From a theoretical point of view, the main interest in these compounds lies in the role of strong electronic correlations in determining their physical and chemical properties. Motivated by these recent experimental and theoretical studies, we have carried out a systematic study of the electronic properties of α-Fe2O3 film focusing on the effects of strain, based on first-principles calculations. We find that the band gap of the α-Fe2O3 film and work function can be tuned by strain. These calculation results allow us to conclude that the electronic structure and work function of α-Fe2O3 film could be modified by strain when the α-Fe2O3 film is grown on a SS, which can be very useful for explaining the effect of strain, future experimental studies as well as fundamentally understand the corrosion behavior.

2. Methods

First, as is typical for transition-metal compounds, both GGA and the LDA+U corrections reduce the LDA overbinding problem and increase the equilibrium volume which becomes close to the experimental value. Rohrbach et al. [22] performed a GGA+U calculation for Cr2O3 and obtained more reasonable results for the band structure. However, this approach is inaccurate for structural and magnetic properties. Mosey et al. [23] obtained better overall agreement with experiment for structural and spectral properties using the spherically averaged LSDA+U method with U − J = 3.2 eV. For α-Fe2O3, because Fe d bands are strongly correlated, researchers adopted the LSDA+U approach [24,25]. Therefore, we tend to use LDA+U method for α-Fe2O3 system. The hexagonal lattice of α-Fe2O3 film is shown in Figure 1a. The electronic band structures and electronic properties were calculated as before [26–30] in the framework of the (Slater exchange [31] plus Vosko–Wilk–Nusair correlation [32]) local density approximation LDA+U using Vienna Ab initio Simulation Package (VASP) package. The energy cutoff of 400 eV was selected to converge the total energy within 1 meV/atom on 5 × 5 × 5 and 5 × 5 × 1 (or 9 × 9 × 1) Monkhorst–Pack k-point mesh for bulk and film, respectively. For the calculation of band structures within the L(S)DA+U approach, it is hence strictly required to increase LMAXMIX (a parameter in VASP code) to 4 (d elements). For structural relaxation, all the atoms are allowed to relax until atomic forces are smaller than 0.01 eV/Å. The optimized lattice constant for bulk is a = 4.916 Å which is close to experimentally derived structural parameter 5.035 Å [33]. It is expected that different surface Fe and O terminations will also lead to significant differences in the electronic and work function of the systems. We defined the strain percent as (a − a0)/a0, where a0 is the experimental lattice constant without strain, and a is the lattice constant under compressive or tensile strain. The polar (0001) surface has been modeled by symmetric slabs containing 1–3 hexagonal unit cell layers for the Fe and O terminated surfaces and a 1 × 1 periodicity in the surface, containing 30 (33) to 90 (93) atoms, respectively. The use of symmetric slabs cancels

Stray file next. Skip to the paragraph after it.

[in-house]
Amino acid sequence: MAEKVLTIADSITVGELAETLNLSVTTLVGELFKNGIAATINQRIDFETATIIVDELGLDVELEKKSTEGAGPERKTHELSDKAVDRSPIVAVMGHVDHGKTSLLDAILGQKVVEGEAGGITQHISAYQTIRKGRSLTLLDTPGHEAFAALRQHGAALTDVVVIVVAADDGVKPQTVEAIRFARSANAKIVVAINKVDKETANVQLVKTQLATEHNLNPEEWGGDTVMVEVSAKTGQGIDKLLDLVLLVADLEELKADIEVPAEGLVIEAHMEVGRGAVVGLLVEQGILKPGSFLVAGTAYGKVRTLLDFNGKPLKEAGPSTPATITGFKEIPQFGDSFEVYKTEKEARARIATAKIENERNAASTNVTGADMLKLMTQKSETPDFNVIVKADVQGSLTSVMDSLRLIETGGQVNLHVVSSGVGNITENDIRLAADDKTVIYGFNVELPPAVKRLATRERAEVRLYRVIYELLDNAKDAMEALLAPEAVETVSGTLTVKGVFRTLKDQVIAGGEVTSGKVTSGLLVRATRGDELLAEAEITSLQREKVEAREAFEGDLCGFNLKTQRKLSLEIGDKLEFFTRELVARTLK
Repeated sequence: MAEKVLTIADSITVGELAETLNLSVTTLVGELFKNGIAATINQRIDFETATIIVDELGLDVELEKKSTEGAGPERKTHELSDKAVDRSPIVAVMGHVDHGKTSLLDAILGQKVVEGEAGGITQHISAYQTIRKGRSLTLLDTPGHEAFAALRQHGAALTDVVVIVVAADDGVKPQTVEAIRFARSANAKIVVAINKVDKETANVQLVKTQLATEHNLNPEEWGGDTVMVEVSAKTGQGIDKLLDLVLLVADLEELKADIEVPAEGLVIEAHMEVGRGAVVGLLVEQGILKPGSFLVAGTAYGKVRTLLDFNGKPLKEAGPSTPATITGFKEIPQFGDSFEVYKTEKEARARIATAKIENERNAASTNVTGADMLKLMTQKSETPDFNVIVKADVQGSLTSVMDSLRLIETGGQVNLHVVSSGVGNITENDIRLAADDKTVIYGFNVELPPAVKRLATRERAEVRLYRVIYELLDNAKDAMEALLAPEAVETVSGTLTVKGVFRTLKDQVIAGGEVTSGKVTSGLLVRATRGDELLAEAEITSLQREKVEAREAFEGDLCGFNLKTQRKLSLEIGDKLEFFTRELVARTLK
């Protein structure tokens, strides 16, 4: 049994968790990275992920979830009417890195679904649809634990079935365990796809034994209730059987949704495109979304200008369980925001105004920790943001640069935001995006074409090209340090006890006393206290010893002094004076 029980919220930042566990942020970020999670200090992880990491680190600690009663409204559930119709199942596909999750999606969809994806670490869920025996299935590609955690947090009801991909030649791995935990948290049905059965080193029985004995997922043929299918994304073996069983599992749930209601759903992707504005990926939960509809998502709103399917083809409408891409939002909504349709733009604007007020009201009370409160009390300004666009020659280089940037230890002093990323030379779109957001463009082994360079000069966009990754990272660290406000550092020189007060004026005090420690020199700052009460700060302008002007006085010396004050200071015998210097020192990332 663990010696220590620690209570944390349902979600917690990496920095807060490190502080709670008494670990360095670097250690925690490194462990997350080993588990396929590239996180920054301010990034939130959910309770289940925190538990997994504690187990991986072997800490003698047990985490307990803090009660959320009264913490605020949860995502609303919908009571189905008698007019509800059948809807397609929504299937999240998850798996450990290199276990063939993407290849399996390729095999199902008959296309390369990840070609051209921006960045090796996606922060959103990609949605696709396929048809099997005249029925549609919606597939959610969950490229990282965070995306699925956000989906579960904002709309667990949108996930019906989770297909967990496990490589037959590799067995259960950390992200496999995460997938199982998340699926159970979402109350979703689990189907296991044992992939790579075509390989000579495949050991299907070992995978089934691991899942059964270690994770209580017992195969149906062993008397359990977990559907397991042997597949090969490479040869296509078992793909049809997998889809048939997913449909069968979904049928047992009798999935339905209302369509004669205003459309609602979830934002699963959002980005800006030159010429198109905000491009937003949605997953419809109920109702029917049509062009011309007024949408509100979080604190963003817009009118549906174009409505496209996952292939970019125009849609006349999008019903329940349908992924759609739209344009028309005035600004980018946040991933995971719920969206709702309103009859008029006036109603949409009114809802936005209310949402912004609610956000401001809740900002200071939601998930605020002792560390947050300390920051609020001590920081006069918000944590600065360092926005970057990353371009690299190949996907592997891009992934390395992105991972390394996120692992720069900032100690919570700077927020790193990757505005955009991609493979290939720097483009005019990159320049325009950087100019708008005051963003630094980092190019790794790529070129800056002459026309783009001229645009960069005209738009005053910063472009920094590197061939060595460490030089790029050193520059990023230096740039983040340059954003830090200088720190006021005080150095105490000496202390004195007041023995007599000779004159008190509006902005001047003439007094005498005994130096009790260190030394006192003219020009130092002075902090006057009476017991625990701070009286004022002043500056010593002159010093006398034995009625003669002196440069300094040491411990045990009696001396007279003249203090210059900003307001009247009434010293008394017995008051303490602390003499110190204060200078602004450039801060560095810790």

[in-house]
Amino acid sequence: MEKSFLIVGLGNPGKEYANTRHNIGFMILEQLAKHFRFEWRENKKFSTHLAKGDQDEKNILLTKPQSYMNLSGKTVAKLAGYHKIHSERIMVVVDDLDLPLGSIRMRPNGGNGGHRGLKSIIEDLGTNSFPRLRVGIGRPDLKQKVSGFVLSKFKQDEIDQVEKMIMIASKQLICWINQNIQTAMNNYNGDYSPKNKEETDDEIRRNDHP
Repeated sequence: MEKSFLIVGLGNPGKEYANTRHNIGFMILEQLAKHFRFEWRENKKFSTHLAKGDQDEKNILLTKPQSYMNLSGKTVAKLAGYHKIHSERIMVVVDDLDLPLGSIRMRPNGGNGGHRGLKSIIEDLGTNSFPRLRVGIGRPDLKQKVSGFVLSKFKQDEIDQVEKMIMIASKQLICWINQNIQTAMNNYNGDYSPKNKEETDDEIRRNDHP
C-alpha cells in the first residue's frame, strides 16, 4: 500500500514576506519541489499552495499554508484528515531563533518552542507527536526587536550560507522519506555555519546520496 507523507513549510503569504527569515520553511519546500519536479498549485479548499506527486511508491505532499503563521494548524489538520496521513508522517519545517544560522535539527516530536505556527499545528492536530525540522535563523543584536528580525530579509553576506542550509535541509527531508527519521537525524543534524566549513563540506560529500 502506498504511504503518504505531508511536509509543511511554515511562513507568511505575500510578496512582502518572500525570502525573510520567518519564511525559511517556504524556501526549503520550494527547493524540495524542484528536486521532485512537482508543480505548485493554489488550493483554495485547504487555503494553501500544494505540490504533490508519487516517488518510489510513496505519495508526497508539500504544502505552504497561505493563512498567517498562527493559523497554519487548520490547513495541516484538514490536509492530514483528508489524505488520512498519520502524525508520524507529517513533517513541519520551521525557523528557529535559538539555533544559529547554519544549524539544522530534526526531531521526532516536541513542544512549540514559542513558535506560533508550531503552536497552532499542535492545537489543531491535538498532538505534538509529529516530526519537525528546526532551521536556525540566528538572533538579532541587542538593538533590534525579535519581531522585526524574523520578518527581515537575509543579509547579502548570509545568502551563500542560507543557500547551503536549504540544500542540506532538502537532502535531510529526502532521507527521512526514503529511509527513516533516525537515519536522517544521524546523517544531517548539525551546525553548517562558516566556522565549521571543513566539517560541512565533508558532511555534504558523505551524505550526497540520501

Materials 2017, 10, 273 3 of 12

out dipole moments, which can occur in nonsymmetric slabs. The vacuum layer is 15 Å thick for α-Fe2O3 films with strains up to ±6% (+ for tensile strain, − for compressive strain). The band gaps are calculated for different U parameters. The Coulomb repulsion is characterized by a spherically averaged Hubbard parameter U and a parameter J representing the screened exchange energy. While U depends on the spatial extension of the wave functions and on screening, J is an approximation of the Stoner exchange parameter and almost constant J ~1 eV. In our calculation the J is set to be 0.5 eV. Figure 1b shows the band gap of α-Fe2O3 bulk as a function of U parameter of Coulomb repulsion. The band gap increases with increasing U parameter. It is important to be aware of the fact that when using the LDA+U, in general, the total energy will depend on the parameters U and J. Thus, it is not meaningful to compare the total energies resulting from calculations with different U and/or J (U − J in the case of Dudarev’s approach [24]). The energy depends on the difference (U − J) introduced by Dudarev.

ELSDA+U = ELSDA + (U − J)

2 ∑σ

[( ∑ m1

nσm1,m1

) − (

∑ m1,m2

n̂σm1,m2 n̂ σ m2,m1

)] (1)

In Dudarev’s approach, the parameters U and J are not entered separately, only the difference (U − J) is meaningful. The more the Ueff